Two studies were conducted to examine a series of interrelated issues on the conceptual and functional underpinnings of six laptop utilization behaviors that could presumably fall under two larger behavioral realms. School Unrelated Laptop Utilization represents the in-class behaviors emitted on a laptop computer during which the attention of the student is pulled away from school-related goals. The goal of the current project was not to identify the specific number of behaviors that could presumably fall under this category. Rather, we assumed that four prototypical behaviors would adequately represent this category of laptop utilization: Sending emails, navigating on web sites that are unrelated to school work, visiting social networks, and watching videos/pictures. This type of behaviors needs to be distinguished from School Related Laptop Utilization, which represents the in-class learning behaviors supported by a laptop computer as the attention of the student is centered on school-related goals. Taking notes and searching for complementary information on the web were taken as prototypical representations of the school related usage of laptop during class time.

4. Study 1

Study 1 was based on a large cross-sectional sample recruited to explore the conceptual underpinnings of six prototypical laptop utilization behaviors. Close attention was paid to each of the six laptop behaviors before trying to aggregate them into broader dimensions. These item-level analyses were deemed necessary given the paucity of empirical attention that has been allocated to in-class laptop behaviors among university students in Canada. A first goal was to examine meticulously the frequency of laptop behavior - one by one -among undergraduate students during class time. Although anecdotal reports of professors can be informative at times, they can rely on a biased heuristic salience. Therefore, the item-level analyses ensured that laptop behaviors were prevalent and variable enough to deserve empirical scrutiny. A second goal was to examine whether the average frequency of laptop behaviors differed significantly across groups of

Study 1: in-class laptop utilization of university students from four faculties.

1 2 3 4 F Contrast

Arts Social Health Sciences

M SD M SD M SD M SD

1. Taking notes on the laptop 4.17 1.74 4.45 1.70 3.91 1.60 3.89 1.61 8.70** 2 > 3,4

2. Searching complementary information on the web 3.58 1.40 3.73 1.43 3.59 1.42 3.64 1.43 0.74 -

3. Sending emails with the laptop 3.79 1.81 3.95 1.82 3.92 1.85 3.65 1.82 1.53 -

4. Navigate on web sites that are unrelated to school work 3.88 1.69 3.75 1.67 3.77 1.66 3.33 1.71 4.56** 4 < 1,2,3

5. Visiting social networking sites 3.79 1.75 3.83 1.79 3.75 1.71 3.26 1.75 5.81** 4 < 1,2,3

6. Using laptop to watch videos/pictures 3.38 1.87 3.30 1.93 3.36 1.84 3.02 1.84 1.81 -

7. Read text messages on phones or other electronic devices 4.43 1.65 4.48 1.63 4.54 1.49 4.13 1.78 3.13* 4 < 2, 3

8. Laptop is a source of distraction 3.14 1.51 3.12 1.51 3.19 1.54 2.80 1.47 3.44* 4 < 1,2,3

Note. Arts n = 163; social sciences n = 417; health sciences n = 316; sciences n = 229.

students attending different faculties on campus to estimate whether the phenomenon displayed some consistency across different academic concentrations. A third and fourth goal was to estimate the bivariate correlation between each of the six laptop behaviors and two indicators of academic success (academic satisfaction and academic performance) while investigating whether these associations are invariant across faculties. Laptop behaviors that belong to the same behavioral realm should possess a sufficient degree of functional homogeneity (Skinner, Edge, Altman, & Sherwood, 2003) - meaning that they should correlate similarly to markers of academic adjustment.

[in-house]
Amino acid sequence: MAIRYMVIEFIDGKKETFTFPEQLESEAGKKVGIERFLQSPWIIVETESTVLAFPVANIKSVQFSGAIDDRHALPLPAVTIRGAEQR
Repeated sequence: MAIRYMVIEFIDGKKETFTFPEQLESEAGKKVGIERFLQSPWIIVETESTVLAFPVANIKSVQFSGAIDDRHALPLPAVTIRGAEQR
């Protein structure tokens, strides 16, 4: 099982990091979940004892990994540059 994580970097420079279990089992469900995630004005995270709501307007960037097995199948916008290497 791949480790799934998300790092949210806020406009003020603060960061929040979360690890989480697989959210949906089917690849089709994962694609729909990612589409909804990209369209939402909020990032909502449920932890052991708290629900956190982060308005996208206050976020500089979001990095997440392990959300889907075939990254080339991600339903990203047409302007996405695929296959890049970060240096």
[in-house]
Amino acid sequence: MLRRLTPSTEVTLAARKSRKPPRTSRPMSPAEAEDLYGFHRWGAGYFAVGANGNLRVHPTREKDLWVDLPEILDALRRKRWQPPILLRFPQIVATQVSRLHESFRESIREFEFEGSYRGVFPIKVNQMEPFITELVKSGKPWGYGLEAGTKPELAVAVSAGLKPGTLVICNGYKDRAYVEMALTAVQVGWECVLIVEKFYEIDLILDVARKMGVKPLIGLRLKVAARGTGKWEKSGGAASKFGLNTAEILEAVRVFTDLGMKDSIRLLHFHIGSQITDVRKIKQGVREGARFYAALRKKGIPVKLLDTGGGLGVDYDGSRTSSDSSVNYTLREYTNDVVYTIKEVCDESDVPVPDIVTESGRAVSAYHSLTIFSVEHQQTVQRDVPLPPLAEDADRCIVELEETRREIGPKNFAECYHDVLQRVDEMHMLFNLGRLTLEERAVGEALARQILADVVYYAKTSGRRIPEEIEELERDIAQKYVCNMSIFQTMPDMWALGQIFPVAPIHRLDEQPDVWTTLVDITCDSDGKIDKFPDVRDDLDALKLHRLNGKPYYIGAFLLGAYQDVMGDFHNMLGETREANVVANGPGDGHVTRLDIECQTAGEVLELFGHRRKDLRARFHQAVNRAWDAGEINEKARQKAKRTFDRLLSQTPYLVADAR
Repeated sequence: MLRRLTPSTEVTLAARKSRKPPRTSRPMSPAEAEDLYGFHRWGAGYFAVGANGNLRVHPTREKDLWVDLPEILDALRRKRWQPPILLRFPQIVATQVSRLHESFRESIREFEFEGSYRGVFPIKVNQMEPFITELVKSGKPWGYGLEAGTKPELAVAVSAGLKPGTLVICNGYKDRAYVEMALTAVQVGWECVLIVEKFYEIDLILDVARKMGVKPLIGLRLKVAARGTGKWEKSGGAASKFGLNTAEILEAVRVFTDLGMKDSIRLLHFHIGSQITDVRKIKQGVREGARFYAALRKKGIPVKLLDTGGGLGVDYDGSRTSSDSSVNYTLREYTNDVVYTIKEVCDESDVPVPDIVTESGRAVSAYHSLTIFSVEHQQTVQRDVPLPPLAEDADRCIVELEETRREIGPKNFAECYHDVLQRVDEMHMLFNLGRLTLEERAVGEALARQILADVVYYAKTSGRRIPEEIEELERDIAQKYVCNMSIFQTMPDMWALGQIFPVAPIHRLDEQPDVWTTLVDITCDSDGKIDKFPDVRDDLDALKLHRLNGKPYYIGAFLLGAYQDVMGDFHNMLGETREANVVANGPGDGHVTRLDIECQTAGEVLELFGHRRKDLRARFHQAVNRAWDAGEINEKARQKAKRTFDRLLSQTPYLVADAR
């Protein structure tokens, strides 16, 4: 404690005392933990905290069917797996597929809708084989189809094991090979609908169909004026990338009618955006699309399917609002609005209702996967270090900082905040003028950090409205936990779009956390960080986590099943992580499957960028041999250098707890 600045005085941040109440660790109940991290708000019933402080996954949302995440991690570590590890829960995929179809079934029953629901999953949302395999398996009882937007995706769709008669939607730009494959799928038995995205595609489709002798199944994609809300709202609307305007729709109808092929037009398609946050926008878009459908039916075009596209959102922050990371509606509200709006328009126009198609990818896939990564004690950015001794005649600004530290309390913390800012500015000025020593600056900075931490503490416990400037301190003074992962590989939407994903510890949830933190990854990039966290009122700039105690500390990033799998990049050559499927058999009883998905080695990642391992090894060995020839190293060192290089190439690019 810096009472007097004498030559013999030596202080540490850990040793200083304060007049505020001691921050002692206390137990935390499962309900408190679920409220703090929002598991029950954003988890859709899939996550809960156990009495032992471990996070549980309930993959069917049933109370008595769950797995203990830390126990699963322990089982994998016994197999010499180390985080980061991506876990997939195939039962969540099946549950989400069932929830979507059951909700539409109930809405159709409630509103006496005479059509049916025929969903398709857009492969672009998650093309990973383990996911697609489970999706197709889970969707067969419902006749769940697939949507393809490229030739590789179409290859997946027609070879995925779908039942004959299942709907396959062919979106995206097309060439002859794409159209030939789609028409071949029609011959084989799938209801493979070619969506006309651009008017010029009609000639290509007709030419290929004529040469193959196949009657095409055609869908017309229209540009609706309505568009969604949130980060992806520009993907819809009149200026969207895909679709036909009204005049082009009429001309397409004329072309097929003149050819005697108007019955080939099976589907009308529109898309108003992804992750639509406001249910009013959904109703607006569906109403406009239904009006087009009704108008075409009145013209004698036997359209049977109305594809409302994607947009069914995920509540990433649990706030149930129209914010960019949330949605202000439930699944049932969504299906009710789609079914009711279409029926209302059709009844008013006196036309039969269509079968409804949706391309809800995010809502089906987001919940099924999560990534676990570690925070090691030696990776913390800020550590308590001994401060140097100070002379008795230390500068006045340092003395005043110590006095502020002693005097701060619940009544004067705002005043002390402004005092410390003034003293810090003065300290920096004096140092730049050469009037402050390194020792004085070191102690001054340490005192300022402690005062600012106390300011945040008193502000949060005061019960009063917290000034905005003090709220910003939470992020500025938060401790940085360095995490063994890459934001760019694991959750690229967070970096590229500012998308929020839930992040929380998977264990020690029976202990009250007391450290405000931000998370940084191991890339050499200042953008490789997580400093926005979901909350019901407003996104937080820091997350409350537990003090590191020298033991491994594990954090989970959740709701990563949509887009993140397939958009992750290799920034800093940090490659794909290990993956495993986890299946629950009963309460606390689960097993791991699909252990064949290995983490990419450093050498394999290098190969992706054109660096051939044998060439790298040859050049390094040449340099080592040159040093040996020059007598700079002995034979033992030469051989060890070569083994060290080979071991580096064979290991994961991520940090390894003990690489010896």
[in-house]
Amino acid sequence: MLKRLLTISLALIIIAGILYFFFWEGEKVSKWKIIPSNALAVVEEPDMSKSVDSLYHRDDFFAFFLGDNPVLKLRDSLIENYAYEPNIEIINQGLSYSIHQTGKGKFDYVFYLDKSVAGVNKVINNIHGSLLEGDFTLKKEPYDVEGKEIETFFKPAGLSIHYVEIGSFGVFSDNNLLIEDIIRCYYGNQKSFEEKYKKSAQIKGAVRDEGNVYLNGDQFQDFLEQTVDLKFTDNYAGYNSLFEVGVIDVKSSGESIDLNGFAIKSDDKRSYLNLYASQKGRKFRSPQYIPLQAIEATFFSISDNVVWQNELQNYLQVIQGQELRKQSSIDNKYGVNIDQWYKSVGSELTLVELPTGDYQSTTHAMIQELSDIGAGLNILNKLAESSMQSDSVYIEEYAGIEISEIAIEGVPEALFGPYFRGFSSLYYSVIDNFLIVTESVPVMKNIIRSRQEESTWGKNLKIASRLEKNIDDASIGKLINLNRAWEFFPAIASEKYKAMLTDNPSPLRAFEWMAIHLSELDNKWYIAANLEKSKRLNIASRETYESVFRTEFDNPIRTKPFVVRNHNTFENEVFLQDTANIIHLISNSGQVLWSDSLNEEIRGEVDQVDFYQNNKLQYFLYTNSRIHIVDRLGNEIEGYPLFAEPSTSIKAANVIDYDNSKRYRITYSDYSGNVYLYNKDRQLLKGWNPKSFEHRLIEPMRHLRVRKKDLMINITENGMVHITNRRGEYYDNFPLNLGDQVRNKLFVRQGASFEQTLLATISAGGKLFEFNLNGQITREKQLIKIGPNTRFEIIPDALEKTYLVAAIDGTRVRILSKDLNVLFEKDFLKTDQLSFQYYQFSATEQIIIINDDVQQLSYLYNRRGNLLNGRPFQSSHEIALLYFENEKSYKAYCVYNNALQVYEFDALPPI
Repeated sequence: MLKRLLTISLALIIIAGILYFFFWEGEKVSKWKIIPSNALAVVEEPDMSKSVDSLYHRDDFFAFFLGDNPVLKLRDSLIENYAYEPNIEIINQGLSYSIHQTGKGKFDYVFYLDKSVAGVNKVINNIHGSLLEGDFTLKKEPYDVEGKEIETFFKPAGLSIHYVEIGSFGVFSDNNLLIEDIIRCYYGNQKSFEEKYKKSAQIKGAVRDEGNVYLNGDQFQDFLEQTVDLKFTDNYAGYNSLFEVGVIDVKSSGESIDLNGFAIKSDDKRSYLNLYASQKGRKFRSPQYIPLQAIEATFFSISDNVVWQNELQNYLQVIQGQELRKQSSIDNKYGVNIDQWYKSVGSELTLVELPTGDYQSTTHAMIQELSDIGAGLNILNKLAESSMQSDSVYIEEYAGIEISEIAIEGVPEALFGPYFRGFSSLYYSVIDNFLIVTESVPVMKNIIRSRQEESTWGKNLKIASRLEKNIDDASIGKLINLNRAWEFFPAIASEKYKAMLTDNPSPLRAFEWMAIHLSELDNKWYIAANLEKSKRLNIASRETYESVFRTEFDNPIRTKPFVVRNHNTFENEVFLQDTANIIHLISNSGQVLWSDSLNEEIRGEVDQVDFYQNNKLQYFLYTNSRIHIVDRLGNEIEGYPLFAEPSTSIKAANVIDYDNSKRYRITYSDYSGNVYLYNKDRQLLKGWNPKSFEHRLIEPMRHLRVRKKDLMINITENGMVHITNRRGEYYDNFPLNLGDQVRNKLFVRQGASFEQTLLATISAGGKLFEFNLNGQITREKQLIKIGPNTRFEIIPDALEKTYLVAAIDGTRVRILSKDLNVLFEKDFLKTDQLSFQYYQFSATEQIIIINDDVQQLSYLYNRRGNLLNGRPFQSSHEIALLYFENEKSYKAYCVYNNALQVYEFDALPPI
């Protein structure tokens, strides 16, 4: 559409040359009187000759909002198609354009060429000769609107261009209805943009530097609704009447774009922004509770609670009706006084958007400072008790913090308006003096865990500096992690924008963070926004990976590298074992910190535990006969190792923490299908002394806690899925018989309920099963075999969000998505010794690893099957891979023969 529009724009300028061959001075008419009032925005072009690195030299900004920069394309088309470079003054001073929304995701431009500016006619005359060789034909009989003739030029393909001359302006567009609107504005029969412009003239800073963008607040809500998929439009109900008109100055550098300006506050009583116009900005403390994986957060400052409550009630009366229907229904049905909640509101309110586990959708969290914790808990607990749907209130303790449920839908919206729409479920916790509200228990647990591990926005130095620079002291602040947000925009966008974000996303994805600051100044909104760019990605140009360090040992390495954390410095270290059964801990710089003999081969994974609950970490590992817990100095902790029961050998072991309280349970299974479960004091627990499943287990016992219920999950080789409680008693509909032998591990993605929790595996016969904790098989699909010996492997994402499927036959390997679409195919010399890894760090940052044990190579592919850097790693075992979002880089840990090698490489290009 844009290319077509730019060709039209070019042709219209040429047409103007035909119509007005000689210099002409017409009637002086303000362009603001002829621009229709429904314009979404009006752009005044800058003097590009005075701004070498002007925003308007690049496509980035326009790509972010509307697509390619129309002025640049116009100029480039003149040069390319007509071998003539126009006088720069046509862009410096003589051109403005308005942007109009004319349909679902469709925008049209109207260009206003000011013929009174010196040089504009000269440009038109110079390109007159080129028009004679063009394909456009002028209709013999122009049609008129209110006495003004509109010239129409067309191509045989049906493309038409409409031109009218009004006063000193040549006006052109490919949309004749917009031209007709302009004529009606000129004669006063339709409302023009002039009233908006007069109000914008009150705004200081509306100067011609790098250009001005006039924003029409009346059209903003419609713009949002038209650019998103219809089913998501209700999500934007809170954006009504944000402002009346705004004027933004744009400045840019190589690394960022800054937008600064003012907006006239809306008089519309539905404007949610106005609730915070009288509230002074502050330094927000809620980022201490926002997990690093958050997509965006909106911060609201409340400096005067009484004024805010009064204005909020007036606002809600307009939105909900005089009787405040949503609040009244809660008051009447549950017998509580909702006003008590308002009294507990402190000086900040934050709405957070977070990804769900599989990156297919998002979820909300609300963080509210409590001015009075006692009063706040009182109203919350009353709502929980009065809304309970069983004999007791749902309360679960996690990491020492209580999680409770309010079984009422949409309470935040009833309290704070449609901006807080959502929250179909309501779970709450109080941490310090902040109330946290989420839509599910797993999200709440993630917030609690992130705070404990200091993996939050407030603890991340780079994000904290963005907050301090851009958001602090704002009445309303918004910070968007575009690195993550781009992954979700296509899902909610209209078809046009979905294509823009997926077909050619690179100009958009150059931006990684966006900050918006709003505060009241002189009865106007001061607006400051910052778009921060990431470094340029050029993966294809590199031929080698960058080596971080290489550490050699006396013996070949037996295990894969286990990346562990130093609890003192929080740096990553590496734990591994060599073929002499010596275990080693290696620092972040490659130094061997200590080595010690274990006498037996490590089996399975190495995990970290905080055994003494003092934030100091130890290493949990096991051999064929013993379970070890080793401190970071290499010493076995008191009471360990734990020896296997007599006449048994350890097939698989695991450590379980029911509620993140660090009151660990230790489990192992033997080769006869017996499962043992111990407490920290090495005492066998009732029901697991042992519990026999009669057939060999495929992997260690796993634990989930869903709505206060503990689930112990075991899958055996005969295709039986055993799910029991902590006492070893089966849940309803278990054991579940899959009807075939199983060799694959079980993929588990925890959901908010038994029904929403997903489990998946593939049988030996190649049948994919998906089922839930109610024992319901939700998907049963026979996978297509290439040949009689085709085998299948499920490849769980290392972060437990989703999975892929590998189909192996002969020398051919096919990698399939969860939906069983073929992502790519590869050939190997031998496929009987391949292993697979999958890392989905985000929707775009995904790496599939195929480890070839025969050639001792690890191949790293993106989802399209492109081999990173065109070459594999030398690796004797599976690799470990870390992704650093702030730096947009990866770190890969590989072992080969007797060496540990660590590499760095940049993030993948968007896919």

A fifth goal was to conduct advanced factor analyses - based on recent advances in Exploratory Structural Equation Modeling (Asparouhov & Muthen, 2009; Marsh, Muthen, et al., 2009) - to adequately investigate the tenability of a bidimensional model that would distinguish between (1) school-related and (2) school unrelated laptop behaviors. A sixth goal was to investigate the measurement invariance of the proposed bidimensional model across groups of students attending four different faculties. These stringent analyses were necessary to establish the generalizability and equivalence of the measurement instrument among most university students. In other words, the analyses enabled to perform an unbiased comparison of the latent scores of school-related and school unrelated laptop behaviors across groups of students in arts, sciences, social sciences, and health science. Finally, this study sought to estimate the unique relationships of school-related and school-unrelated laptop utilization behaviors with both academic satisfaction and academic performance.

5. Method

5.1 Participants

A sample of 1129 full-time undergraduate students (28.9% male) from a public university in Ontario (Canada) participated in this study. Students were eligible to participate only if they self-identified as using a laptop computer during class time at the time of the recruitment period in October 2010. The participants ranged from 16 to 50 years in age (M = 19.03, SD = 3.01) and they were either in the first (76.6%), junior (16.7%), sophomore (4%), or senior (2.7%) year of undergraduate studies. They were studying in the social sciences (37%), sciences (20.4%), arts (14.5%), and health sciences (28%) faculties. Participants described their ethnic background as European-Canadians (68.4%), Aboriginal (1%), African-Canadians (4%), Latinos (2%), Asians (9%), Middle-Easterners (4%), or others (11.6%). All students provided informed consent and the study was approved by an institutional Research Ethics Board. First-year students were enrolled in a participation pool and they received one point toward their introductory psychology class. Other participants received a 5$ compensation.